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Perspective: CA Sportfishing League

Perspective: Sign a petition for year-round licenses

Special to Western Outdoor NewsPublished: Mar 08, 2016

Fishing license sales facing a ‘death-spiral’ says the California Sportfishing League

Since 1980, California’s “annual” fishing license sales have decreased over 56 percent, while California’s population has increased over 60 percent. If you can envision an airplane in a nose dive, this is the trend facing California fishing license sales.


“It does not have to be this way, especially for a state that has one of the Nation’s longest coastlines and thousands of rivers, and over 4000 lakes. Sadly, it is, and no alarms are being sounded at the California Department of Fish and Wildlife (DFW),” said Marko Mlikotin, Executive Director, California Sportfishing League (www.sportfishingconservation.org)


He said, “This should concern every Californian, even those who do not fish. Recreational fishing contributes over $4.9 billion in annual economic activity to our State each year, supporting local tourism and jobs. In fact, you will witness this economic activity in action at the Fred Hall Shows in Long Beach and San Diego.”


Support a 12-month fishing license program by signing the Senate Bill 345 Petition, available at the Turner’s Outdoorsman and Berkley exhibit booths.


DFW, whose budget depends on the sale of fishing licenses to manage its fisheries and conservation programs, is certainly aware of the problem, but they don't seem to care. One year ago this March, the DFW wrote in Western Outdoor News that if California fishing license sales decline “as little as 3 percent,” the department would lose “approximately $2.7 to $4.5 million” in federal grants that help fund fishing programs. Well, sales declined nearly 2 percent since then, and given current trends, DFW will be out millions of dollars by year’s end.


As sales continue to nose dive, DFW continues to profess that their department is in sound financial order. To anglers, such declarations appear at odds with its actions. State fisheries are producing fewer and smaller trout, and DFW does not have enough money to conduct the environmental assessments that could restore fishing to California’s Marine Protected Areas (MPAs). As state revenue continues to decline, many anglers fear that fishing may never return to over 800 square miles of the Pacific Ocean.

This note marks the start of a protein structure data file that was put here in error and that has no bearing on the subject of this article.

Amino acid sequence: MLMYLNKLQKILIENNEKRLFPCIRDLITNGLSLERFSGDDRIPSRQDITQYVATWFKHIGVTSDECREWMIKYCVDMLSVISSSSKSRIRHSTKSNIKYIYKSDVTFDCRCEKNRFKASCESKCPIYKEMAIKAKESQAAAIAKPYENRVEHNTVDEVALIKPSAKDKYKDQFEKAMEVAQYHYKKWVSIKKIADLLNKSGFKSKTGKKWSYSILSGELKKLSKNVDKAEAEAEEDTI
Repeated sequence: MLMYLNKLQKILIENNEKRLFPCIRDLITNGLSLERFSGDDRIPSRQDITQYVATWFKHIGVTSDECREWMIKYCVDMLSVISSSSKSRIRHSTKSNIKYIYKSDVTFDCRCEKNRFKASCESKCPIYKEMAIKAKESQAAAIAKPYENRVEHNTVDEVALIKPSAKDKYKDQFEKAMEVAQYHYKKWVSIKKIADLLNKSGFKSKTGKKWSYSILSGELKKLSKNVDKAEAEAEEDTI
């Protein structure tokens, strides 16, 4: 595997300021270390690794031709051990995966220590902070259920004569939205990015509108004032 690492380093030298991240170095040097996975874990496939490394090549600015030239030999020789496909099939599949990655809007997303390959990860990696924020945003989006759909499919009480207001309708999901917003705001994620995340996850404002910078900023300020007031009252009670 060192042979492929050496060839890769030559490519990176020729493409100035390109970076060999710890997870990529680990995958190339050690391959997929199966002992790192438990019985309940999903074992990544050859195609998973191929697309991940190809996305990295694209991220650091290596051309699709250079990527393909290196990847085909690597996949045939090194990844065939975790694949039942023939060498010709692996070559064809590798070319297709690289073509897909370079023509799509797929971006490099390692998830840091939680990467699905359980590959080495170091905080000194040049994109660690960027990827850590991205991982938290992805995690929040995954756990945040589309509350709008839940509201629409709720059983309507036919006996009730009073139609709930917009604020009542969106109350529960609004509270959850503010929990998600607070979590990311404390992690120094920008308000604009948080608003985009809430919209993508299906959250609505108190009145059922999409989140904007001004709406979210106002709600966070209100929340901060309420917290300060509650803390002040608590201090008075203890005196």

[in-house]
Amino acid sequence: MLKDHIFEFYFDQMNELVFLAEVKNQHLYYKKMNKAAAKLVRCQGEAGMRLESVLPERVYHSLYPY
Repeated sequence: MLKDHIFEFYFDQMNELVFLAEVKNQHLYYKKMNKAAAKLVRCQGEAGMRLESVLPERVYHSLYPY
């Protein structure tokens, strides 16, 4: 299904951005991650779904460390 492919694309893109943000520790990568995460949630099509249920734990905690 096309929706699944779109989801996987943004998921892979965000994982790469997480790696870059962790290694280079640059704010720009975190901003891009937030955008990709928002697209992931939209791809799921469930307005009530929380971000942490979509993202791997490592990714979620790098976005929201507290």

Unless matters dramatically change, DFW’s fishing licensing program is certain to face a “death spiral.” This is because DFW’s business plan is based on the notion that they can raise more revenue from a dwindling population of anglers (and hunters) by raising the fees. In reality, DFW’s sales reports reveal that as the price of fishing licenses increased over the years, participation rates declined. Worse yet, California fishing licenses are the costliest in the country, as DFW continues to limit access, impose greater restrictions, and plant even fewer fish.


The California Sportfishing League (CSL) is urging DFW to consider alternatives to the status quo; charging more for less. For starters, anglers must be viewed as consumers, and not just taxpayers. Consumers respond to “value,” something the private sector practices everyday and in fact, many states do too.


This is why State Senate Bill 345 was sponsored by CSL and authored by Senator Tom Berryhill. The legislation calls for abandoning California’s archaic “calendar” based system for a license that is valid for a full-12-months from the date of purchase, so anglers get a full 365-day value for their investment.


Senate Bill 345 is just a first step and alone, will not stop a system that is spiraling out of control. The urgency to abandon failing systems is something recognized by reform-minded states all over the country. Many states have introduced new technology and marketing plans that not only increase sales and revenue, but aim to increase outdoor tourism and jobs.


To achieve such success, these states first started with the realization that there was a problem and the need for a solution, something DFW needs to do in a hurry. Engaging the sportfishing community would be a good place to start. California’s great outdoors and economy, and every vendor at the Fred Hall Show stands to benefit from this partnership, now and in the future.


Support a 12-month fishing license program by signing the Senate Bill 345 Petition, available at the Turner’s Outdoorsman and Berkley exhibit booths.




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